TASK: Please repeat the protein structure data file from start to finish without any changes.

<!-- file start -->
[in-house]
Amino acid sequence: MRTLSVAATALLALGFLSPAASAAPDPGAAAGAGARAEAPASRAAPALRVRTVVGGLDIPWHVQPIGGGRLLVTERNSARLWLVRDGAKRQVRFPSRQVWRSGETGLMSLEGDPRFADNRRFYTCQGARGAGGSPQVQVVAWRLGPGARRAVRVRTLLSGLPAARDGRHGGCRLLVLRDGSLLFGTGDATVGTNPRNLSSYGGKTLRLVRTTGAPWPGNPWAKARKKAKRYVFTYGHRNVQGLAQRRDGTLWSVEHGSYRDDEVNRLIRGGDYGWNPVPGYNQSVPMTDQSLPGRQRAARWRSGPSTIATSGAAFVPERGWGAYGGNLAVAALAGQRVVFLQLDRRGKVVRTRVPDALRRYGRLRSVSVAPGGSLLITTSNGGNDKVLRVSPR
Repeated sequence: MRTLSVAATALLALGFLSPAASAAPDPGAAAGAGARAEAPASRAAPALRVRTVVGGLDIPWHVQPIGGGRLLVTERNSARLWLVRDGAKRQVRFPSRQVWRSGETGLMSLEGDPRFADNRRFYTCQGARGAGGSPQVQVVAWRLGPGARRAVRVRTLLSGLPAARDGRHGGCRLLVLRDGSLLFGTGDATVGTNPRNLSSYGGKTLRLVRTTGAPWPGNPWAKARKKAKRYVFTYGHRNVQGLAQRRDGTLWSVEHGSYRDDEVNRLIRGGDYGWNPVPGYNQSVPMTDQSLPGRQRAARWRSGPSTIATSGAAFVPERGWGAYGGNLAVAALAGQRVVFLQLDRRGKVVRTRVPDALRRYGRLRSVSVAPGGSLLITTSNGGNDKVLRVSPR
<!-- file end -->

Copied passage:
[in-house]
Amino acid sequence: MRTLSVAATALLALGFLSPAASAAPDPGAAAGAGARAEAPASRAAPALRVRTVVGGLDIPWHVQPIGGGRLLVTERNSARLWLVRDGAKRQVRFPSRQVWRSGETGLMSLEGDPRFADNRRFYTCQGARGAGGSPQVQVVAWRLGPGARRAVRVRTLLSGLPAARDGRHGGCRLLVLRDGSLLFGTGDATVGTNPRNLSSYGGKTLRLVRTTGAPWPGNPWAKARKKAKRYVFTYGHRNVQGLAQRRDGTLWSVEHGSYRDDEVNRLIRGGDYGWNPVPGYNQSVPMTDQSLPGRQRAARWRSGPSTIATSGAAFVPERGWGAYGGNLAVAALAGQRVVFLQLDRRGKVVRTRVPDALRRYGRLRSVSVAPGGSLLITTSNGGNDKVLRVSPR
Repeated sequence: MRTLSVAATALLALGFLSPAASAAPDPGAAAGAGARAEAPASRAAPALRVRTVVGGLDIPWHVQPIGGGRLLVTERNSARLWLVRDGAKRQVRFPSRQVWRSGETGLMSLEGDPRFADNRRFYTCQGARGAGGSPQVQVVAWRLGPGARRAVRVRTLLSGLPAARDGRHGGCRLLVLRDGSLLFGTGDATVGTNPRNLSSYGGKTLRLVRTTGAPWPGNPWAKARKKAKRYVFTYGHRNVQGLAQRRDGTLWSVEHGSYRDDEVNRLIRGGDYGWNPVPGYNQSVPMTDQSLPGRQRAARWRSGPSTIATSGAAFVPERGWGAYGGNLAVAALAGQRVVFLQLDRRGKVVRTRVPDALRRYGRLRSVSVAPGGSLLITTSNGGNDKVLRVSPR